He saw the aunt open the shed door. She went inside.Now, thought Conradin, she has found the box. She is opening the door, and feeling about inside the box where my god lives.
    'Do one thing for me, Sredni Vashtar,'said Conradin softly. But he said it without hope. She will win, he thought.She always wins. Soon she will come out of the shed and give her orders. Somebody will come and take my wonderful god away-not a god any more,just a brown ferret in a box.Then there will be nothing important in my life… The doctor will be right. I shall sicken and die. She will win. She always wins… In his pain and misery, Conradin began to sing the song of his god:
    Sredni Vashtar went into battle.His thoughts were red thoughts and his teeth were white.
    his enemies called for peace but be brought them death.
    Sredni Vashtar the Beautiful.
    Suddenly he stopped singing and went nearer to the window.The door of the shed was still open. Slowly, very slowly the minutes went by. Conradin watched the birds on the grass.He counted them, always with one eye on that open door. The unsmiling housekeeper came in with the tea things. Still Sonradin stood and watched and waited. Hope was growing,like a small, sick flower, in his heart. Very softly he sang his song again, and his hope grew and grew. And then he saw a very wonderful thing.
    Out of the shed came a long, low, yellow-and-brown animal. There were red, wet stains around its mouth and neck.
    'Sredni Vashtar!' said Conradin softly. The ferret-god made its way to the bottom of the garden. It stopped for a moment, then went quietly into the long grass and disappeared for ever.
    'Tea is ready,' said the housekeeper. 'Where is your aunt?'
    'She went down to the shed,' said Conradin.
    And, while the housekeeper went down to call the aunt,Conradin took the toasting-fork out of the dining-room cupboard. He sat by the fire and toasted a piece of bread for himself. While he was toasting it and putting butter on it,Conradin listened to the noises beyond the dining room door.First there were loud screams-that was the housekeeper.Then there was the cook's answering cry.Soon there came the sound of several pairs of feet. They were carrying something heavy into the house.
    'Who is going to tell that poor child?' said the housekeeper.
    'Well, someone will have to,'answered the cook. And,while they were arguing, Conradin made himself another piece of toast.
    
    斯莱德尼·瓦什塔
    
    康拉丁10岁,经常生病。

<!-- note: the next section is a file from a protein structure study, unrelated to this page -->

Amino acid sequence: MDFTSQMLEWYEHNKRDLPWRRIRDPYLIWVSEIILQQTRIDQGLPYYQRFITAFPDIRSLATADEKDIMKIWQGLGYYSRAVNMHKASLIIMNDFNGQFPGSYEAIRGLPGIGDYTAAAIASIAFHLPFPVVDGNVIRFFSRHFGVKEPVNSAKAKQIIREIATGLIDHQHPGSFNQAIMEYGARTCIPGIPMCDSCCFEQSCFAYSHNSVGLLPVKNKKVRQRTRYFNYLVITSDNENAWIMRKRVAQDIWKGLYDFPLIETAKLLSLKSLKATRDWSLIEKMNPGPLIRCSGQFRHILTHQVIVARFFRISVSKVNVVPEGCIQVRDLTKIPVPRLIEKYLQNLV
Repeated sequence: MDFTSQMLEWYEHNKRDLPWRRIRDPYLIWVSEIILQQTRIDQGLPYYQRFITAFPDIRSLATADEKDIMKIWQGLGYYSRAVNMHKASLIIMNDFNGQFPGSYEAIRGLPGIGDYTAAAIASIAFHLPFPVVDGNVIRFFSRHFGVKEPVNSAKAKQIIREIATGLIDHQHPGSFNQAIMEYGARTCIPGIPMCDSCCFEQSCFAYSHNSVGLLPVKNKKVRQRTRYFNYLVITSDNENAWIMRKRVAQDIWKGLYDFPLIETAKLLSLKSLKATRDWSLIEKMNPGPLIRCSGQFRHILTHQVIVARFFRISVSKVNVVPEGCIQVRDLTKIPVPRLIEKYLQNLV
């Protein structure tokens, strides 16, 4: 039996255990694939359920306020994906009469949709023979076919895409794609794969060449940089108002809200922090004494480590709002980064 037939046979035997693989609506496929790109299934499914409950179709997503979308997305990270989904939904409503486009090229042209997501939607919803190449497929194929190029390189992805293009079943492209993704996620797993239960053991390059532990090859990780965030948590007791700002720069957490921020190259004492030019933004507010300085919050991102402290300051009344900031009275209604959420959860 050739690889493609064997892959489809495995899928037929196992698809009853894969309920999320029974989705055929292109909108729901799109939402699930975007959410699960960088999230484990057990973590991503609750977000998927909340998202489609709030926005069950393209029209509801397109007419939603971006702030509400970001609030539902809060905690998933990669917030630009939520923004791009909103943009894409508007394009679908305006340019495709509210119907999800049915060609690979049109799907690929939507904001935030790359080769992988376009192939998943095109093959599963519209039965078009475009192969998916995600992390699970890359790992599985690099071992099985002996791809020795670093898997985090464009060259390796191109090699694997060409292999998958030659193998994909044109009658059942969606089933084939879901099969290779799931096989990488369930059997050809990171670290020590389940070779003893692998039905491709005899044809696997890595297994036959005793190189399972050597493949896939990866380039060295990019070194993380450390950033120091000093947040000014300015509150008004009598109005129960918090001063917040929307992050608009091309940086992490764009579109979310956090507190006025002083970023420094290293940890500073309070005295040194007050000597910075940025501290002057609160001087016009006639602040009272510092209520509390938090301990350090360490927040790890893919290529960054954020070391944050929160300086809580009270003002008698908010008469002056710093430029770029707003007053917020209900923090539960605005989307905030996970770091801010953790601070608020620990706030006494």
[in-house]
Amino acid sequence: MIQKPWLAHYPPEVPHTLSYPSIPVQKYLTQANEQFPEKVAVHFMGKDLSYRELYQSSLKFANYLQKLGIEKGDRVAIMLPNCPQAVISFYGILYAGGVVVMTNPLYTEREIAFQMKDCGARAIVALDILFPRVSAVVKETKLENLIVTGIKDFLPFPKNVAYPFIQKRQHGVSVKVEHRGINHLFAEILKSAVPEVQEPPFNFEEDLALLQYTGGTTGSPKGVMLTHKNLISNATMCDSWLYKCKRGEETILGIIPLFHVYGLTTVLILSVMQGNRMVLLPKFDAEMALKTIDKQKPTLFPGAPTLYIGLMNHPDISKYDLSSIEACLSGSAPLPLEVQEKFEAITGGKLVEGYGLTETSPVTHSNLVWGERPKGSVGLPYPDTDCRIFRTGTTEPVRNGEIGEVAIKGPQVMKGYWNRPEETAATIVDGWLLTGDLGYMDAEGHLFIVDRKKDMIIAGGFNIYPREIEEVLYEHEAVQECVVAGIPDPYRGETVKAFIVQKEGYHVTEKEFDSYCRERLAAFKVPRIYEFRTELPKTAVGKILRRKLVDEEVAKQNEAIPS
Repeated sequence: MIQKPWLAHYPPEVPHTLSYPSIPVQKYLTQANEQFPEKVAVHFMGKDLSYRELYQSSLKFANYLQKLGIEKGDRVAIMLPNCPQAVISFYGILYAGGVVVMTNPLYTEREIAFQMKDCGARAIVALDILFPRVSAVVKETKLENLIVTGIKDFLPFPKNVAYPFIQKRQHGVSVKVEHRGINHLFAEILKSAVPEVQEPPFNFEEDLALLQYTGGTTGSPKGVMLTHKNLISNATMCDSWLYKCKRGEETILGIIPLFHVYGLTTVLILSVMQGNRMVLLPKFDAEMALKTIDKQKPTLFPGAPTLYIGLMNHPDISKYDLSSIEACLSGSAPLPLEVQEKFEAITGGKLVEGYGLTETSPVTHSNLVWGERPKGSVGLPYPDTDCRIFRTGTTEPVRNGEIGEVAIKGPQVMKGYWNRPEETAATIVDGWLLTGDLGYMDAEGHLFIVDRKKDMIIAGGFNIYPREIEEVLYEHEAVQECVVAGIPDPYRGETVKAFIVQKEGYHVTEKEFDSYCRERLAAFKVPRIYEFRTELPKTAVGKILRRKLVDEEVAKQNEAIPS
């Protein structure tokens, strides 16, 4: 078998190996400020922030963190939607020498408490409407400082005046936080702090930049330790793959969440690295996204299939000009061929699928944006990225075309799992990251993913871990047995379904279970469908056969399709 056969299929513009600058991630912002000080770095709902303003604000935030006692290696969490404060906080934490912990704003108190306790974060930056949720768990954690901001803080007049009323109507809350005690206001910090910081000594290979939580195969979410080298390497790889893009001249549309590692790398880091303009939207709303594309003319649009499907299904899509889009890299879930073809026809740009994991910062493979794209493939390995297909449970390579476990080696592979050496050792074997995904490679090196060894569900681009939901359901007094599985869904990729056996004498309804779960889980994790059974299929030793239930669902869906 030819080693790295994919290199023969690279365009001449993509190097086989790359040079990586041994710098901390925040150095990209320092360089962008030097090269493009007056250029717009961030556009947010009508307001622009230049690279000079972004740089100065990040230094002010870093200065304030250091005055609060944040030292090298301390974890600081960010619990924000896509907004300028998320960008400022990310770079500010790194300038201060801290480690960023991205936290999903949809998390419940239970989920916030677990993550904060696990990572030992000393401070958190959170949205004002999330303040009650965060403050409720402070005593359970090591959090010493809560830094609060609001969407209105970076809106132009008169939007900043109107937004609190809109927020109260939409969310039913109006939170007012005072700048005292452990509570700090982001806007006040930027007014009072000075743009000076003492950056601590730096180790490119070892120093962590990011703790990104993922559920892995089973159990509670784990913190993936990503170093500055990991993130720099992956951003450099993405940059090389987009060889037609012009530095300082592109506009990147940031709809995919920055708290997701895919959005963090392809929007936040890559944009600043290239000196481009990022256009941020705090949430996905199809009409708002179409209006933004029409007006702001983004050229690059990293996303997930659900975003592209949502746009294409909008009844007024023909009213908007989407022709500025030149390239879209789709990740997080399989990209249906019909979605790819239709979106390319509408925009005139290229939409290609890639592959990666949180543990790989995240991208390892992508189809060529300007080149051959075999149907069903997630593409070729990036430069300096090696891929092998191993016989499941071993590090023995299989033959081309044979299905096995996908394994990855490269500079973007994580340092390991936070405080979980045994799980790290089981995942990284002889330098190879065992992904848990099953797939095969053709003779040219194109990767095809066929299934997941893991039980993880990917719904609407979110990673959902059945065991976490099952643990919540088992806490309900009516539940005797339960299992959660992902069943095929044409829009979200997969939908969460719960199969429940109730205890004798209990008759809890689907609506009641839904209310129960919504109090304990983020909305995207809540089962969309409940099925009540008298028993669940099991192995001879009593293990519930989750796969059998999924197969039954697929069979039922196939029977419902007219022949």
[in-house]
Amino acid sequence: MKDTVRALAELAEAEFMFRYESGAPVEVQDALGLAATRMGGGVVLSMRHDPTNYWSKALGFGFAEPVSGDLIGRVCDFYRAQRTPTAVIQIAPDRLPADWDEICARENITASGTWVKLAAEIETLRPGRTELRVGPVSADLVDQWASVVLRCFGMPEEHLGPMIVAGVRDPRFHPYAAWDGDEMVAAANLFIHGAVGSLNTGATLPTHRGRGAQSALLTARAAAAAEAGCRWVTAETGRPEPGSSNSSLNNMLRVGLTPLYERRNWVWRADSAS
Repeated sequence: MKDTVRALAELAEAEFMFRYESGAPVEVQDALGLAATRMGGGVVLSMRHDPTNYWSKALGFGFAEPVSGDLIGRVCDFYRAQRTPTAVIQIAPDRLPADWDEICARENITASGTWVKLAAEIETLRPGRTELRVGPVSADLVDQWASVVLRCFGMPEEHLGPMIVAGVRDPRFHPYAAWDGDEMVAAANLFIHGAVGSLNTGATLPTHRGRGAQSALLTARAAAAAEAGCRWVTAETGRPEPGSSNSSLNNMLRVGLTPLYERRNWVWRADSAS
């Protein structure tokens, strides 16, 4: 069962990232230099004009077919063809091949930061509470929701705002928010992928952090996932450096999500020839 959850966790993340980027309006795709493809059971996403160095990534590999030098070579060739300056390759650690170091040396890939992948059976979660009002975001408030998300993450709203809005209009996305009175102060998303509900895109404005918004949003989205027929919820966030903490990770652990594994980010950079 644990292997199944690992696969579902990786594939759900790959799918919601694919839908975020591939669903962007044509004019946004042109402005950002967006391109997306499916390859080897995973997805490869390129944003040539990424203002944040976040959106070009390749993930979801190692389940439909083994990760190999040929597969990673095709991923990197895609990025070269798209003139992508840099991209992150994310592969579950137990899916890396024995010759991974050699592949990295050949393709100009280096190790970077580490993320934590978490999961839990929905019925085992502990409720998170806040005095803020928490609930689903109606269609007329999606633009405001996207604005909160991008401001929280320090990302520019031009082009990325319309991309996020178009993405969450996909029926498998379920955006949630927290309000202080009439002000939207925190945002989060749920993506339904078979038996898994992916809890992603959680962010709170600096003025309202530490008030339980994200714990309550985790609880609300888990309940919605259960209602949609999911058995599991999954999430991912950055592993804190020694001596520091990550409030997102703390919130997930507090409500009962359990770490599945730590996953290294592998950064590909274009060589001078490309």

“这孩子不结实,”医生说,“他活不了太久。”但是医生不了解康拉丁的想像力。在康拉丁孤独无爱的世界里,他的想像力是唯一支撑他活着的东西。
    康拉丁的父母已亡故,他和姑妈住在一起。姑妈不喜欢康拉丁,经常对他不好。康拉丁从心底里恨她,但是平静地服从她,而且毫无怨言地服药。多数时间他远离她。她在他的世界里没有一席之地。在姑妈单调不舒服的家里,他真正的日常生活狭窄无趣。但是在他又小又黑的脑袋里,活跃、思想在狂奔。在想像中的明快世界里,康拉丁健壮勇敢。这是一个美好的世界,姑妈被锁在了这个世界之外。
    花园里不好玩,没有有趣的事情做。他被禁止摘花,被禁止吃果子,被禁止在草坪上玩耍。但是在一些树后,在花园一个被遗忘的角落有一个陈旧的小屋。
    没人用这个小屋,康拉丁便把它据为己有。对他而言小屋成了一个介于游戏室和教堂的地方。他在其中装满了想像中的鬼怪和动物。但是里面也有两个活物。在一个角落有一只蓬头垢面的老母鸡。康拉丁没有什么人去爱,于是这只鸡成了他最好的朋友。在小屋靠后的一个黑暗秘密的地方有一只大木箱,它的前面横竖着一些铁条。在这木箱里有一只长着又长又危险的牙齿和爪子的大雪貂。康拉丁从住在村里的一个很友好的男孩那里买下了这只雪貂和箱子。这花掉了他所有的钱,但是康拉丁不在乎。他非常害怕这只雪貂,可又全心全意地爱它。它是他精彩可怕的秘密。他给雪貂起了一个又古怪又好听的名字,它成了他的上帝。
    姑妈每个星期天都去教堂。她带康拉丁一起去,但对康拉丁来说她的教堂和上帝毫无意义,而且似乎灰暗枯燥。真正的上帝住在小屋里,它的名字叫斯莱德尼·瓦什塔。
    每个星期四,在小屋阴凉沉寂的黑暗中,康拉丁都给他的上帝带些礼物。他带来夏季的鲜花和秋天的果实,他给他的上帝编唱些古怪奇妙的歌曲。有时,在有某件重要事情发生的日子,康拉丁会带来特殊的礼物。他从厨房偷来盐并小心疼爱地放在雪貂箱子的前面。
    有一天姑妈的牙疼得特别厉害。疼痛持续了三天。早上和晚上康拉丁都在他的上帝面前放点盐。最后他几乎相信是斯莱德尼·瓦什塔带来的牙疼。
    过了一段时间,姑妈注意到康拉丁总是去小屋。
    “在外面冷风里玩对他不好,”她说。她总是能找到一个理由不让康拉丁玩得开心。第二天早上吃早餐时,她告诉康拉丁她已经卖掉了那只鸡。她看着康拉丁苍白的脸,等着他哭或者生气。但是康拉丁一句话没说;没什么可说的。
    可能姑妈觉得内疚了。那天下午喝茶时上了热黄油面包。烤面包平时是不让吃的。康拉丁喜欢吃,但是姑妈说吃烤面包对他不好。而且,烤面包对厨子来说太费事。康拉丁看着烤面包,平静地拿了一片面包和黄油。
    “我想你喜欢烤面包,”姑妈生气地说。
    “有时候是,”康拉丁说。
    那天晚上在小屋里,康拉丁伤心地看着母鸡曾住过的那个空空的角落。于是,第一次,他让他的雪貂上帝为他做一件事。
    “为我做一件事,斯莱德尼·瓦什塔,”他轻声地说。
    他没有说出他的想法。斯莱德尼·瓦什塔终究是上帝,没有必要向上帝把什么事都说的一清二楚。然后,在看了那个空角落最后一眼之后,康拉丁回到了他憎恨的世界。
    每天晚上在小屋和卧室里,康拉丁反复重复着那句话。
    “为我做一件事,斯莱德尼·瓦什塔。”
    因此康拉丁继续去小屋。姑妈发现后,又去小屋察看。
    “你在那个锁着的箱子里养了什么?”她问。“我肯定你在那儿养了一只动物。这对你不好。”
    康拉丁一言不发。
    姑妈搜他的卧室,最后她终于找到了那个箱子的钥匙。她冲向小屋。这是一个寒冷的下午,康拉丁被禁止到外面去。从餐厅的窗户那儿康拉丁刚好能看见小屋的门。他站着等着。
    他看见姑妈打开小屋房门进去了。现在,康拉丁想,她已经找到了箱子。她正在开箱子门,正在我的上帝居住的箱子里面摸索。
    “为我做一件事,斯莱德尼·瓦什塔,”康拉丁轻声说。但是他说这话时没有抱什么希望。她会赢,他想,她总是赢。一会儿她就要从小屋出来,对他发号施令。会有人来拿走我的好上帝——再不是上帝了,只是木箱里的一只棕色雪貂。然后我的生活里就没有了重要的东西……医生是对的,我将生病死去。她将赢,她总是赢……在痛苦中,康拉丁开始唱他的上帝之歌:
    斯莱德尼·瓦什塔上战场,他的思想鲜红牙齿雪亮。
    敌人乞求和平,他将他们灭亡。
    美丽的斯莱德尼·瓦什塔。
    突然他停止歌唱,走近窗户。小屋的门还开着。慢慢地,非常慢地过了几分钟。康拉丁望着草地上的小鸟,数着它们,一只眼睛却总是看着那扇开着的门。毫无笑容的管家端着茶点进来,康拉丁还是站着、看着、等着。希望在增长,像心里一朵生病的小花。他又非常轻声地唱起了歌,希望又增长了。然后他看见了一个非常奇妙的东西。
    从小屋出来一只又长又矮的黄棕色动物,它的嘴和脖于周围有湿红的血斑。
    “斯莱德尼·瓦什塔!”康拉丁柔声说。雪貂上帝走向花园深处。它停顿片刻,然后悄悄地走进深远的草丛,永远地消失了。
    “茶点好了,”管家说,“你姑妈在哪儿?”
    “她下楼去小屋了,”康拉丁说。
    于是,管家下楼去叫姑妈时,康拉丁从餐厅的壁柜里拿出面包叉。他坐在炉火旁给自己烤了一片面包。正当他烤着面包、在上面抹黄油时,康拉丁听着餐室外的吵闹声。先是尖叫声——那是管家,然后是厨子的喊叫声。一会儿传来几个人的脚步声。他们正往屋里拍个很沉的东西。
    “谁去告诉那可怜的孩子?”管家说。
    “哎,总得有人去,”厨子回答。当他们在争论的时候,康拉丁又给自己烤了一片面包。